It's clear that congressional expectations for cost savings from the Clinger-Cohen Act have not come to pass. So what about the other half of the "sense of Congress" message included in the legislation-that agencies also achieve a 5 percent increase in efficiency. Is the federal government doing measurably better at actually applying IT investments?
The agency most logically aligned to provide an answer to that question is the Office of Management and Budget, which assumed the mantle of information technology management once the CCA was signed. Under Section 5101 of the law, OMB shoulders the responsibility to "oversee the use of information resources to improve the efficiency and effectiveness of governmental operations."
Despite that designation, however, neither OMB nor anyone else can categorically declare whether or not the goal of Congress has been met. Efficiency in IT procurement does not easily lend itself to measurement. To arrive at a specific figure, one would have to mine enough data to fill an ore cart, tracking every expenditure from every chief information officer within the Beltway and beyond, taking inventory of what was bought, whom it benefited and how. That, after all, is the fundamental thrust of the legislation-taking the IT community away from cumbersome and myopic acquisition and wringing an actual return on investments.
Yet proving such a return is notoriously difficult and requires, among other things, a snapshot against which to compare. That lack of a comparative mooring point may be the most crippling factor in trying to prove whether the 5 percent challenge has been met.
Rewind the tape to when CCA was first passed, during the age of what Sen. William Cohen, R-Maine, aptly called "computer chaos." The IT world was long on horror stories and short on real benchmarking data. As the February 1997 minutes of the meeting of the First Practices Forum (as opposed to "best practices," which were yet to emerge) of the newly formed CIO Council Committee indicate, "few agencies have existing capital investment processes, and generally those are for investments other than information technology."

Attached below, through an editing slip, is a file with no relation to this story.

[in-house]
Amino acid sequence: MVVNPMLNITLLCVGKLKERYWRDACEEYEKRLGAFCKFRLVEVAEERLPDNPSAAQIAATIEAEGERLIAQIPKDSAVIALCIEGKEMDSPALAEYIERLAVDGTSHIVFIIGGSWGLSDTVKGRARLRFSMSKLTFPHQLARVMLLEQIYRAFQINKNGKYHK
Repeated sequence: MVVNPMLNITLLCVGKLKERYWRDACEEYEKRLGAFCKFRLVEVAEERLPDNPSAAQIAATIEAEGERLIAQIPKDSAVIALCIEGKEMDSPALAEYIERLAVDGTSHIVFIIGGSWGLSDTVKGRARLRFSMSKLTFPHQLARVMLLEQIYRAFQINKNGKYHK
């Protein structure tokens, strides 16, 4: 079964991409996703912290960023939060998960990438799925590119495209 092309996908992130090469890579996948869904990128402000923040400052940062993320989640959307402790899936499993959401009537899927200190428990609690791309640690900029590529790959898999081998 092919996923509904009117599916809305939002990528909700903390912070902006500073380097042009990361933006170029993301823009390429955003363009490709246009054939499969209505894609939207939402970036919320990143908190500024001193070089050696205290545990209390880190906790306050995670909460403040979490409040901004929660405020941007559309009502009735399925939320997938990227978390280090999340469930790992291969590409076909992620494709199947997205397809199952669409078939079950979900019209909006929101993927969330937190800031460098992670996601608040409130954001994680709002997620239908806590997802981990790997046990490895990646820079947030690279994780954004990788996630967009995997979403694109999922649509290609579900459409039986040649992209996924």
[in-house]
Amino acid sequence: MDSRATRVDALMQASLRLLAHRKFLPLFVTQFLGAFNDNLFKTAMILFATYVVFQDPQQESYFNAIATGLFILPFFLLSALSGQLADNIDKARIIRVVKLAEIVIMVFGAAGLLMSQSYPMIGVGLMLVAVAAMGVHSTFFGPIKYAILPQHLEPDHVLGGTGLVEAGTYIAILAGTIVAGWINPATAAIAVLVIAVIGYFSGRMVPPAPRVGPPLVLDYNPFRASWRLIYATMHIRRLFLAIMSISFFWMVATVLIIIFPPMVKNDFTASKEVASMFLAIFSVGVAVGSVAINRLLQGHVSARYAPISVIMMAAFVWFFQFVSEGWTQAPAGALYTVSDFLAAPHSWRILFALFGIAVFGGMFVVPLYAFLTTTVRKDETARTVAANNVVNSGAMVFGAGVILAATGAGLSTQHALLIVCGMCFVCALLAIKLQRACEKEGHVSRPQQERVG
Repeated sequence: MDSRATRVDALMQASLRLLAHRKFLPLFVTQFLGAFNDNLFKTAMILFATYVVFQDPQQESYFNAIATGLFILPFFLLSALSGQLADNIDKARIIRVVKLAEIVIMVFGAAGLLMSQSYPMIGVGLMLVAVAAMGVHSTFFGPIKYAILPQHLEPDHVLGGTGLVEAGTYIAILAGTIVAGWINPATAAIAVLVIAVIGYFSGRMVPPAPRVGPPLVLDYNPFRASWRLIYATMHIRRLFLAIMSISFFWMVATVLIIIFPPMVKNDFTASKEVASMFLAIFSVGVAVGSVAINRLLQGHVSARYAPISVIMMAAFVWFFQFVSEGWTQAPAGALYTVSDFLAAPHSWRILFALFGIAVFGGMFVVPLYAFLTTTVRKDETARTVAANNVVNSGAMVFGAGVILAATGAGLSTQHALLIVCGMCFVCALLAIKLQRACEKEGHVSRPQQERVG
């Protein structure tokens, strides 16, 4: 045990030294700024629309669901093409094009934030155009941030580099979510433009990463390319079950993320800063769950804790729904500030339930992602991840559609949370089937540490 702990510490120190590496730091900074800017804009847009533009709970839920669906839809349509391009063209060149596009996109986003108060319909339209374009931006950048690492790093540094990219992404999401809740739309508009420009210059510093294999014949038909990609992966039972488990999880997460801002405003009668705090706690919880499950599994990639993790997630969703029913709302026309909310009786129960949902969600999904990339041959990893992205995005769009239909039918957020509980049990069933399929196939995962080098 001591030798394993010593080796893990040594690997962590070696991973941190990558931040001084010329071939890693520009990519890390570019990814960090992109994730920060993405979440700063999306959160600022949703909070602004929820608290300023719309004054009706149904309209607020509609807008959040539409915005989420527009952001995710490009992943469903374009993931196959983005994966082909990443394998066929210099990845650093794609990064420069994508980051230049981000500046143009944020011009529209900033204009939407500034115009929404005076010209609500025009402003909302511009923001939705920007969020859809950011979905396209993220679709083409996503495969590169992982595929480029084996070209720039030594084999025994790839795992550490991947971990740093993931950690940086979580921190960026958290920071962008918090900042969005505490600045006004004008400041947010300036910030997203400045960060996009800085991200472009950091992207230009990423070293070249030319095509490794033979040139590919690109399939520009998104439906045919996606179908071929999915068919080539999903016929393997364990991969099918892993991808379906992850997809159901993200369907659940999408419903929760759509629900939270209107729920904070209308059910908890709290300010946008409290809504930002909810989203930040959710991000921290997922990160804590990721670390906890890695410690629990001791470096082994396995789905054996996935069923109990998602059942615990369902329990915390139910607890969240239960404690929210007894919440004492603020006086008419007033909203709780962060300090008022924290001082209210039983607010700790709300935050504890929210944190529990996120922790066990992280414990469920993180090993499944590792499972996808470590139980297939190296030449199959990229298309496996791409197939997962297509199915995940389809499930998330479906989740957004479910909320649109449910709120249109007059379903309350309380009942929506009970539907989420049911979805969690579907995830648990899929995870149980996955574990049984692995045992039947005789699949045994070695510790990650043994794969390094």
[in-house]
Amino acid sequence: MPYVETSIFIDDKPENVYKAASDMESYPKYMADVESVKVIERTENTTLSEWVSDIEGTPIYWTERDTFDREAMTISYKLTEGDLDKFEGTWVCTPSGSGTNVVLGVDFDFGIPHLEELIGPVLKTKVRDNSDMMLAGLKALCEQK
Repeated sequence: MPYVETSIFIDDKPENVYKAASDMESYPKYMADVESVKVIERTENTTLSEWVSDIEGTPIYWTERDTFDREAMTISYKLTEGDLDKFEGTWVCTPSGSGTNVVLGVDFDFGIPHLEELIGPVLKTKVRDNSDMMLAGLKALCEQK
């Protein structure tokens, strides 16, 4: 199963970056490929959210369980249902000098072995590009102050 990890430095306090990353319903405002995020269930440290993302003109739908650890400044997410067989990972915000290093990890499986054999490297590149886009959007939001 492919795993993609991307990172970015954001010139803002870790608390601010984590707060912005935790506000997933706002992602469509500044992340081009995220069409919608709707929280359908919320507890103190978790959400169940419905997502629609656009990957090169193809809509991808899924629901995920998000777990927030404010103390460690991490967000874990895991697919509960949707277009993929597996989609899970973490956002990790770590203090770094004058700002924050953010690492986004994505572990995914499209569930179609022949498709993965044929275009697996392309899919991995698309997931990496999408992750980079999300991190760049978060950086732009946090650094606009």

The CCA, either by design or simple omission, mandated no particular construct for capturing initial measurement data. The IT "problem" was passed to OMB as a rather formless entity, a state of being which was to be addressed through the rather nebulous goal of being 5 percent better each year.
To its credit, OMB wasted no time in sizing up the breadth of this complex governance test, issuing a data call of sorts to all 28 newly appointed CIOs to provide "a statement listing the major information systems investments for which new or continued funding is requested."
Guiding resource decisions was, of course, the primary focus of the data call, but if the intent was to capture the state of IT across the federal space, OMB's early efforts fell short. One of the problems was its reluctance to impose a particular model for documenting the relationships between business processes and information technology. By endorsing a medley of models, OMB may have perpetuated some of the complexities associated with drafting the appropriate data collection instrument, and may have therefore missed an opportunity to set conditions and to couch the effort appropriately. Of course, this may have been OMB's precise intent, to leave the intricate architectural details to the information officers now officially at the helm.
Next week: Becoming Enterprise Architects